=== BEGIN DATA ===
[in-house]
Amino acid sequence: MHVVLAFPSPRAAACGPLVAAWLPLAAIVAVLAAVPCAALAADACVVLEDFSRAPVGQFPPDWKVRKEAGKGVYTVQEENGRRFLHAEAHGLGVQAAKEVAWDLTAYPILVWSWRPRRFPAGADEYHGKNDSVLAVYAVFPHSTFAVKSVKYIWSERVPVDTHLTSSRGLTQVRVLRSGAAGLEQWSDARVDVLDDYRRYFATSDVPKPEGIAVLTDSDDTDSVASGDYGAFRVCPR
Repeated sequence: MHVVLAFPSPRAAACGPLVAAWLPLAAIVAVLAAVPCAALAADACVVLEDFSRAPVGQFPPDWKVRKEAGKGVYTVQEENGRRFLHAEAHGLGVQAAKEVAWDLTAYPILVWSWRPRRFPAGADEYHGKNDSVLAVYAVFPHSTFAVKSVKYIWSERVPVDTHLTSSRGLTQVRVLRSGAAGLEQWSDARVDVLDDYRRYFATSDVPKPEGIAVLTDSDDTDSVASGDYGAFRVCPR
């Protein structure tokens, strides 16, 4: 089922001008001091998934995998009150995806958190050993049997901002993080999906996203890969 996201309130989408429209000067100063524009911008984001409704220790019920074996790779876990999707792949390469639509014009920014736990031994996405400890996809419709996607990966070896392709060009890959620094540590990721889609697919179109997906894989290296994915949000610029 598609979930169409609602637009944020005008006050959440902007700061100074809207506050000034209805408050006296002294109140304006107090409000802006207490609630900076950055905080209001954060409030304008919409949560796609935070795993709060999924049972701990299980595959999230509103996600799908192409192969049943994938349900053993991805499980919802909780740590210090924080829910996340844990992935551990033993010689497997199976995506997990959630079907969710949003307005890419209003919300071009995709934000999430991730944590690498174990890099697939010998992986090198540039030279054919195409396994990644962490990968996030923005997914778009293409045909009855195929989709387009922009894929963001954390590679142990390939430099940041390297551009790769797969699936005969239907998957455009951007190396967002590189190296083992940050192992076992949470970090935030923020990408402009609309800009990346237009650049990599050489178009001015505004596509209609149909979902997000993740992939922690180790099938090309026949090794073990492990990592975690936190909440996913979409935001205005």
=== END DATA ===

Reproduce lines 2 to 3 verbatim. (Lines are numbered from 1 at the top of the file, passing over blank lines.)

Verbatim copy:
Amino acid sequence: MHVVLAFPSPRAAACGPLVAAWLPLAAIVAVLAAVPCAALAADACVVLEDFSRAPVGQFPPDWKVRKEAGKGVYTVQEENGRRFLHAEAHGLGVQAAKEVAWDLTAYPILVWSWRPRRFPAGADEYHGKNDSVLAVYAVFPHSTFAVKSVKYIWSERVPVDTHLTSSRGLTQVRVLRSGAAGLEQWSDARVDVLDDYRRYFATSDVPKPEGIAVLTDSDDTDSVASGDYGAFRVCPR
Repeated sequence: MHVVLAFPSPRAAACGPLVAAWLPLAAIVAVLAAVPCAALAADACVVLEDFSRAPVGQFPPDWKVRKEAGKGVYTVQEENGRRFLHAEAHGLGVQAAKEVAWDLTAYPILVWSWRPRRFPAGADEYHGKNDSVLAVYAVFPHSTFAVKSVKYIWSERVPVDTHLTSSRGLTQVRVLRSGAAGLEQWSDARVDVLDDYRRYFATSDVPKPEGIAVLTDSDDTDSVASGDYGAFRVCPR